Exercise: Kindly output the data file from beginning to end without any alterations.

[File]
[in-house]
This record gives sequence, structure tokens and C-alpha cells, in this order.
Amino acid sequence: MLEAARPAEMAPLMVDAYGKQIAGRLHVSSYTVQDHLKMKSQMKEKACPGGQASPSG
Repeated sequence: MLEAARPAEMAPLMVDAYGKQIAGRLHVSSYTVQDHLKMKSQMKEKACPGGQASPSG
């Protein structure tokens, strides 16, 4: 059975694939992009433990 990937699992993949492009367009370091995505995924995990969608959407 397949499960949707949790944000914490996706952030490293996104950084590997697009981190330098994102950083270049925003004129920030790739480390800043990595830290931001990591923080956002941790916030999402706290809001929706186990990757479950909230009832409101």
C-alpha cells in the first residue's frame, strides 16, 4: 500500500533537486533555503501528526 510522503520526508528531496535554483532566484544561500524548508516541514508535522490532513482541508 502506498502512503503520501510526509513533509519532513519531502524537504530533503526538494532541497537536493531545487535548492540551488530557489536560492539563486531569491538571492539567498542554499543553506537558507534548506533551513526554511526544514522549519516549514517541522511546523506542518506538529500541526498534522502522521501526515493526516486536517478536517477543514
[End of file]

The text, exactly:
[in-house]
This record gives sequence, structure tokens and C-alpha cells, in this order.
Amino acid sequence: MLEAARPAEMAPLMVDAYGKQIAGRLHVSSYTVQDHLKMKSQMKEKACPGGQASPSG
Repeated sequence: MLEAARPAEMAPLMVDAYGKQIAGRLHVSSYTVQDHLKMKSQMKEKACPGGQASPSG
């Protein structure tokens, strides 16, 4: 059975694939992009433990 990937699992993949492009367009370091995505995924995990969608959407 397949499960949707949790944000914490996706952030490293996104950084590997697009981190330098994102950083270049925003004129920030790739480390800043990595830290931001990591923080956002941790916030999402706290809001929706186990990757479950909230009832409101």
C-alpha cells in the first residue's frame, strides 16, 4: 500500500533537486533555503501528526 510522503520526508528531496535554483532566484544561500524548508516541514508535522490532513482541508 502506498502512503503520501510526509513533509519532513519531502524537504530533503526538494532541497537536493531545487535548492540551488530557489536560492539563486531569491538571492539567498542554499543553506537558507534548506533551513526554511526544514522549519516549514517541522511546523506542518506538529500541526498534522502522521501526515493526516486536517478536517477543514